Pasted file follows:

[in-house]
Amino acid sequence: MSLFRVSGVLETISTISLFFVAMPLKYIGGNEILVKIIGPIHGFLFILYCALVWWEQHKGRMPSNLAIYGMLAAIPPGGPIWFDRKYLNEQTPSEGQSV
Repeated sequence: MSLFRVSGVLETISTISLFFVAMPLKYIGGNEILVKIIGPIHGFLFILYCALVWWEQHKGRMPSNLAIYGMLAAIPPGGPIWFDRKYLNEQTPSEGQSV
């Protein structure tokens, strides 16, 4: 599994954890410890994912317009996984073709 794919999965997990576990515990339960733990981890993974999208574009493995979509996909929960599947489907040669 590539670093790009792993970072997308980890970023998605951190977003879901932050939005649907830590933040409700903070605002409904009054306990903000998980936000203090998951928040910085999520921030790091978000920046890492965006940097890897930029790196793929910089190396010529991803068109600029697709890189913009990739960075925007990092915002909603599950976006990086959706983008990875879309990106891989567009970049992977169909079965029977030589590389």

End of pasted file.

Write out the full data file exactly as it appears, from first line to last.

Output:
[in-house]
Amino acid sequence: MSLFRVSGVLETISTISLFFVAMPLKYIGGNEILVKIIGPIHGFLFILYCALVWWEQHKGRMPSNLAIYGMLAAIPPGGPIWFDRKYLNEQTPSEGQSV
Repeated sequence: MSLFRVSGVLETISTISLFFVAMPLKYIGGNEILVKIIGPIHGFLFILYCALVWWEQHKGRMPSNLAIYGMLAAIPPGGPIWFDRKYLNEQTPSEGQSV
């Protein structure tokens, strides 16, 4: 599994954890410890994912317009996984073709 794919999965997990576990515990339960733990981890993974999208574009493995979509996909929960599947489907040669 590539670093790009792993970072997308980890970023998605951190977003879901932050939005649907830590933040409700903070605002409904009054306990903000998980936000203090998951928040910085999520921030790091978000920046890492965006940097890897930029790196793929910089190396010529991803068109600029697709890189913009990739960075925007990092915002909603599950976006990086959706983008990875879309990106891989567009970049992977169909079965029977030589590389």